You seem to be advocating a strict interpretation of the law, where all crimes are judged by the book. Most people would have a problem with that and instinctively understand that criminality is not a black or white matter. A child who steals a piece of gum should be treated differently from a hobo who steals bread to fill his stomach from a billionaire who steals from his employees' retirement fund, although technically all three acts are theft.

Comment Blame the cops. How convenient. (Score 1) 220

Politicians are the lowest of the low who misuse taxpayer funds. They should be barred from life. But they get away with it because the police are cowards when it comes to prosecuting them.

Bit convenient ain't it, pushing all the blame to the police? It's their job to keep politicians clean, not your problem? What about the voters who keep electing the same dirty officials into office term after term? Not their fault, I'm sure.

Politicians elect their buddies to become police commissioners who then control the pay, promotions and advancement prospects of cops on the force. Cops are regular joes who have families to feed, mortgages to pay, retirement funds to worry about.

Do you know what happens to clean cops who try to expose corruption? They get shot at. Watch the movie "Serpico" for the gory details. Think about what you are asking them to sacrifice, and what you have done before you mouth off about cowardice.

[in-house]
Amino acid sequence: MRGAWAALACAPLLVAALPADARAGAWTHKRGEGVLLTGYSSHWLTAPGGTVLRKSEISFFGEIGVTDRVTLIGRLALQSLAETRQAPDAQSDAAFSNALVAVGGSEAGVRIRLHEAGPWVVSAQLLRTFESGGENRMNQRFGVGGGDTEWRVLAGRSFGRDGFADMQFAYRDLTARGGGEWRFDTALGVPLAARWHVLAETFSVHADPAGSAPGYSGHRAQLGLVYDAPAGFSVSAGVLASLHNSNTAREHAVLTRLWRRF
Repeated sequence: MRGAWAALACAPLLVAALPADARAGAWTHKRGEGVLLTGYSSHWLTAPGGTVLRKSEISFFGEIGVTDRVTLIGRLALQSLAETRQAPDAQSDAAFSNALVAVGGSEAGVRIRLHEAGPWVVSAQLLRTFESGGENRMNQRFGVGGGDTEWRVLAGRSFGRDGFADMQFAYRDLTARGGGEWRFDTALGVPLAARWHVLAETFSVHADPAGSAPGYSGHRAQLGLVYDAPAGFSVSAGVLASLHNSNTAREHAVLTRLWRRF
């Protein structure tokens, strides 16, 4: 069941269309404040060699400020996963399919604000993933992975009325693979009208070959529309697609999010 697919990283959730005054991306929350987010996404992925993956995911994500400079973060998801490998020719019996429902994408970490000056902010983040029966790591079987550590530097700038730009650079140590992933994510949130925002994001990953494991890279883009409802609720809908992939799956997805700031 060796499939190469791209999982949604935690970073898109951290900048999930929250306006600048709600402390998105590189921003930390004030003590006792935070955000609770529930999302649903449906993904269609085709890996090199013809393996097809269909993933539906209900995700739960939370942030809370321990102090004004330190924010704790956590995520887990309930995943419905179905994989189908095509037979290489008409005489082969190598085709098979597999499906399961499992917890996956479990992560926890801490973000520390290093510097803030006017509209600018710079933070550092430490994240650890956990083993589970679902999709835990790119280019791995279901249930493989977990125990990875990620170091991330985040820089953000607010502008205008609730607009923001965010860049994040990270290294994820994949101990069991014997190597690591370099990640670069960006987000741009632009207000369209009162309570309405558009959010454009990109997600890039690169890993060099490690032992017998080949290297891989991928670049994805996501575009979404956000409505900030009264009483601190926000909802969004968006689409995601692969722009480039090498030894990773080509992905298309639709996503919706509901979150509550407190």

Comment Why pick and choose? (Score 2) 220

when the US criminal justice system punishes the 2008 financial crisis and LIBOR perpetrators I'll entertain teh notion of this being a serious crime, even though I don't see it that way

I agree that the perpetrators of the 2008 financial crisis and LIBOR scandal ought to be severely punished for all the human misery they caused, and personally I would be comfortable with sentences including capital punishment.

But that is that, and this is this. Are you seriously advocating that lesser crimes should be forgiven if there are bigger fish to fry? That people who misuse $150,000 of public funds to line their own pockets with $8,000-10,000 should get away with it because others have stolen millions/billions?

Quite frankly I don't see why it should be an either or proposition. Why not go after all of them?

I will also add that from the report, the miner doesn't sound like an angel worth defending at all :-

The researcher misused over $150,000 in NSF-supported computer
        usage at two universities to generate bitcoins valued between $8,000
        and $10,000. Both universities determined that this was an unauthorized
        use of their IT systems. The researcher asserted that he was conducting
        tests on the computers, but neither university had authorized him to
        conduct such tests -- both university reports noted that the researcher
        accessed the computer systems remotely and may have taken steps to
        conceal his activities, including accessing one supercomputer through a
        mirror site in Europe.